Cloud Music And The Radio Star
As far as music lovers are concerned, there are two options available for listening to tunes: the radio or a device that must loaded with music. For loading a device with a personal playlist, this is achieved by recording a list of songs on some media and it involves carrying some electronic device. The cloud computing revolution has given audiophiles everywhere the ability to listen to the music want to hear, anywhere there is an internet connection.
With the advent of cloud music storage, consumers can upload their music to a cloud server and access their songs via an internet connected device. The service is usually free up to a point and this does require some sort of ripping software to convert the song title from a portable media or downloading music from an online music source. As well, the music choices depend on the actions of the client – they listen to whatever they upload.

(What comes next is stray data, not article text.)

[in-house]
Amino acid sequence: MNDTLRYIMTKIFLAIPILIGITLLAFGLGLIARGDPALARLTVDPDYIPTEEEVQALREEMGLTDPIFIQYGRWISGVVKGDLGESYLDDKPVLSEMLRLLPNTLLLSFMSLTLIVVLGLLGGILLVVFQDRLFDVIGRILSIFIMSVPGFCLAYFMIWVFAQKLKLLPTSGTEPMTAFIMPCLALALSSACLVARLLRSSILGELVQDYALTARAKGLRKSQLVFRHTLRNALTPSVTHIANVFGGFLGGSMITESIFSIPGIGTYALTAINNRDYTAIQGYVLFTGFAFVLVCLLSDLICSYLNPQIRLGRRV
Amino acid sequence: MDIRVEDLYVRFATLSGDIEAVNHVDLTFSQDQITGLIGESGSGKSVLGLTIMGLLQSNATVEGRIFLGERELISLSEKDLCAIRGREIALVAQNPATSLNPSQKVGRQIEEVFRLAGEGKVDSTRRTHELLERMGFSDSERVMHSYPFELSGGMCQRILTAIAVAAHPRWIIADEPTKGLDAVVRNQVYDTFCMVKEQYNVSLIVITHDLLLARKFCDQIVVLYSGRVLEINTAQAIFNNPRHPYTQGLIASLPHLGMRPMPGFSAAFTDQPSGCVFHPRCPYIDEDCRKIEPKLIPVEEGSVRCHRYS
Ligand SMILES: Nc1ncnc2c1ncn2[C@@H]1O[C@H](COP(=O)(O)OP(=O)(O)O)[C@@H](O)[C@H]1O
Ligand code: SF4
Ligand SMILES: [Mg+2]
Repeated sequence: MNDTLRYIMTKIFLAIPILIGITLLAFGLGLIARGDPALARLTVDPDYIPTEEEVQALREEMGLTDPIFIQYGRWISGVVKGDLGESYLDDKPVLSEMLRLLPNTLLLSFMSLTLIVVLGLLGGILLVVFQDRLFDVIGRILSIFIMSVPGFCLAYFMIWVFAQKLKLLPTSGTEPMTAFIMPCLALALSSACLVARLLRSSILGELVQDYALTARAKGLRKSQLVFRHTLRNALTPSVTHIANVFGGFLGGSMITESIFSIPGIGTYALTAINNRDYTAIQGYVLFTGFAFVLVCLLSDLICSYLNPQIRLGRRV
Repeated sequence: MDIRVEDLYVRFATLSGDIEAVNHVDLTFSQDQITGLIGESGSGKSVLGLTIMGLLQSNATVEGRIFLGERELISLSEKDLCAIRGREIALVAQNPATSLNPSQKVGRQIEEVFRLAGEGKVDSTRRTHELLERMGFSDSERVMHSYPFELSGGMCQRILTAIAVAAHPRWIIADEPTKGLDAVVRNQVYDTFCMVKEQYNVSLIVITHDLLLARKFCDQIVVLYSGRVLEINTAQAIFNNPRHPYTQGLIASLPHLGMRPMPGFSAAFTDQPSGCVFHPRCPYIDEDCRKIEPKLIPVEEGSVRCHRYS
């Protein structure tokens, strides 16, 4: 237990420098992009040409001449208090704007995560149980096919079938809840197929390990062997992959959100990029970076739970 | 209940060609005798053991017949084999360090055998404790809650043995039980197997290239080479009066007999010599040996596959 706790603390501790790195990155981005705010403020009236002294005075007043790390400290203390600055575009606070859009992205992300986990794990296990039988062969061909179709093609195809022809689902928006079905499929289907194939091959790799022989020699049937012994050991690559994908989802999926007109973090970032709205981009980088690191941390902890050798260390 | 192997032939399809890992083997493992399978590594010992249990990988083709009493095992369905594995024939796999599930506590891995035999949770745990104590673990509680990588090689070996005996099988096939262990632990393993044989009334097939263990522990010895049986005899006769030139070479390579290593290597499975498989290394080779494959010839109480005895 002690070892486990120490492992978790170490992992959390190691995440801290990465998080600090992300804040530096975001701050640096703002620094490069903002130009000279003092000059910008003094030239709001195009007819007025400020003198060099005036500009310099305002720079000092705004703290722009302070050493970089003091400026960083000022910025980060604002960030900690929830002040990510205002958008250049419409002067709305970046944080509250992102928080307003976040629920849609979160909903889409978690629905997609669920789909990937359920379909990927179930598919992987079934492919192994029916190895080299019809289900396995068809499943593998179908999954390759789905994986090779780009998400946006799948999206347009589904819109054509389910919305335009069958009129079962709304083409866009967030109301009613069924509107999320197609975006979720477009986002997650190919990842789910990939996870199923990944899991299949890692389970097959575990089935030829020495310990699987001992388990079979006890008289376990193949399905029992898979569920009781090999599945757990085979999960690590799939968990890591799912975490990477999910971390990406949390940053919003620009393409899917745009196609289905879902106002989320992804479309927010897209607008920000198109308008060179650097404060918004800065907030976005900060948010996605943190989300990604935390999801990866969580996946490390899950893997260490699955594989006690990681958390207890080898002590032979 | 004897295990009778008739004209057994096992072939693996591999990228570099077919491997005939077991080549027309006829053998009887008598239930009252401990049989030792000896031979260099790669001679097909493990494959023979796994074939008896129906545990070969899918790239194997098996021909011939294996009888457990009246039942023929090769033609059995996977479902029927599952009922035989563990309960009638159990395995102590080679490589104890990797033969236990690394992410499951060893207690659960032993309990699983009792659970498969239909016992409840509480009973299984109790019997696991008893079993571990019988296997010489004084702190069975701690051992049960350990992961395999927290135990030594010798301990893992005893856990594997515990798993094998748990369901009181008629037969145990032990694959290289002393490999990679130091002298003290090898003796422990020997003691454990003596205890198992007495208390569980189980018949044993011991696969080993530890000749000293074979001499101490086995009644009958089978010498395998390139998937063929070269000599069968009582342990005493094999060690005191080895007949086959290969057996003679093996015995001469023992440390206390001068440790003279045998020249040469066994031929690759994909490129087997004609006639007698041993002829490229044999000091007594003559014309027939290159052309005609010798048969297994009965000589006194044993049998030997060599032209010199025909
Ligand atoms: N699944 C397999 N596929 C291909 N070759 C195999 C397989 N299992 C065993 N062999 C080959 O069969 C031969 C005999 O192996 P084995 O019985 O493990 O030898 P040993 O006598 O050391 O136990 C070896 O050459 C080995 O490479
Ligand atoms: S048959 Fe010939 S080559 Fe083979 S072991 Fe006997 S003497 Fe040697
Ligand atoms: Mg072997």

What if it was possible to have access to music without such effort? Pandora Radio offers this service to clients by creating a personalized radio streaming station based on the listener’s chosen criteria. While a client may chose a particular artist, the station creation is based on metrics that include similar sounding artists and not just streaming all music from the searched criteria. The service is free, if a subscriber is willing to listen to pre-recorded ads, or a subscriber can upgrade to a monthly fee to avoid the ads. The service can be accessed via an internet connected television or mobile device, and when that mobile device is paired with some of the latest models of vehicles, you have a solid contender to satellite radio.
Just recently, Microsoft entered the music streaming field by launching Xbox Music. With characteristics from both the music storage world and from the internet radio streaming world, Xbox Music offers a broader choice of options available for subscribers. Like Pandora, the service is free, with ads, or ad free for a monthly price. Unlike Pandora, however, Xbox Music will be available to 22 countries, as opposed to Pandora’s three countries of availability. As well, Microsoft has plans to expand beyond just the Xbox, imagining the possibilities with the Apple OS and Android OS.
Will this new technology be the death knell for radio DJ’s everywhere? Probably not, but it certainly will be a catalyst for changing the way consumers acquire a listening library.
By Robin Berry